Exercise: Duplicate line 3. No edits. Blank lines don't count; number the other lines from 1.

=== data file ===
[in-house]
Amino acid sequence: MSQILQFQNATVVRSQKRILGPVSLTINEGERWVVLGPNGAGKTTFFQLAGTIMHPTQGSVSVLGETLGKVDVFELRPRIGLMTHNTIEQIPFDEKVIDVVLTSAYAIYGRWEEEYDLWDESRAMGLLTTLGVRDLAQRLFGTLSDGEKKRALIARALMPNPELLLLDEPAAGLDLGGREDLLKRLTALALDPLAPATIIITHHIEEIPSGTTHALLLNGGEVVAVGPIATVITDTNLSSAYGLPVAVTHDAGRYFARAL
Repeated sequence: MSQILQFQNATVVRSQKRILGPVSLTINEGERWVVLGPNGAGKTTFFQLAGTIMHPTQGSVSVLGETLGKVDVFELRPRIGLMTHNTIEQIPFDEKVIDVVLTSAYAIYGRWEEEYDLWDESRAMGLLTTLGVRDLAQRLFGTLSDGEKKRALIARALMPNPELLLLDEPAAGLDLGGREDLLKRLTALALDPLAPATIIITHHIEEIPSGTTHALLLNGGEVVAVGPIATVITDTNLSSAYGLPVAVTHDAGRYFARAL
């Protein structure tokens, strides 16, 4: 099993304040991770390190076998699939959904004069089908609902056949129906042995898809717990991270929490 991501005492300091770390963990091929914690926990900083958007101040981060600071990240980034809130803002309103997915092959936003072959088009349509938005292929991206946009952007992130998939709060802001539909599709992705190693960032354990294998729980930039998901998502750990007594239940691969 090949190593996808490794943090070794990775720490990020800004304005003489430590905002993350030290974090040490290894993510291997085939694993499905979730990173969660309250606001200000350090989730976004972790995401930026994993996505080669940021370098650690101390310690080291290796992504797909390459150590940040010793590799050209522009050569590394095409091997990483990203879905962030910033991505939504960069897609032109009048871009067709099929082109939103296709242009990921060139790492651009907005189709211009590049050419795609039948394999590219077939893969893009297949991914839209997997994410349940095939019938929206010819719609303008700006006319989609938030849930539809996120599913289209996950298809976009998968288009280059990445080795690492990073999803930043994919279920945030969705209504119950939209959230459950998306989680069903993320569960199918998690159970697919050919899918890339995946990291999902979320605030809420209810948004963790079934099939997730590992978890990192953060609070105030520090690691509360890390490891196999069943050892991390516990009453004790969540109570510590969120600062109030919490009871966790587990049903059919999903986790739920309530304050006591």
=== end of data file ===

Repeated sequence: MSQILQFQNATVVRSQKRILGPVSLTINEGERWVVLGPNGAGKTTFFQLAGTIMHPTQGSVSVLGETLGKVDVFELRPRIGLMTHNTIEQIPFDEKVIDVVLTSAYAIYGRWEEEYDLWDESRAMGLLTTLGVRDLAQRLFGTLSDGEKKRALIARALMPNPELLLLDEPAAGLDLGGREDLLKRLTALALDPLAPATIIITHHIEEIPSGTTHALLLNGGEVVAVGPIATVITDTNLSSAYGLPVAVTHDAGRYFARAL